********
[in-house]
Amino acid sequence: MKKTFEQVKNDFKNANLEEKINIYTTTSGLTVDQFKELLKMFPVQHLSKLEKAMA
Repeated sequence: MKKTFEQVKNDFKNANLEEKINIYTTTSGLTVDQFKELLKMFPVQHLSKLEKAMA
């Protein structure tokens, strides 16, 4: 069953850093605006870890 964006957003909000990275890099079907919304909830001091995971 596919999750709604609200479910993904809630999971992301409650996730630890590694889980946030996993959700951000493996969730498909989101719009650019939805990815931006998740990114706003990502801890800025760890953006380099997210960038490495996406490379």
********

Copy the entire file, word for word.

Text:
[in-house]
Amino acid sequence: MKKTFEQVKNDFKNANLEEKINIYTTTSGLTVDQFKELLKMFPVQHLSKLEKAMA
Repeated sequence: MKKTFEQVKNDFKNANLEEKINIYTTTSGLTVDQFKELLKMFPVQHLSKLEKAMA
């Protein structure tokens, strides 16, 4: 069953850093605006870890 964006957003909000990275890099079907919304909830001091995971 596919999750709604609200479910993904809630999971992301409650996730630890590694889980946030996993959700951000493996969730498909989101719009650019939805990815931006998740990114706003990502801890800025760890953006380099997210960038490495996406490379």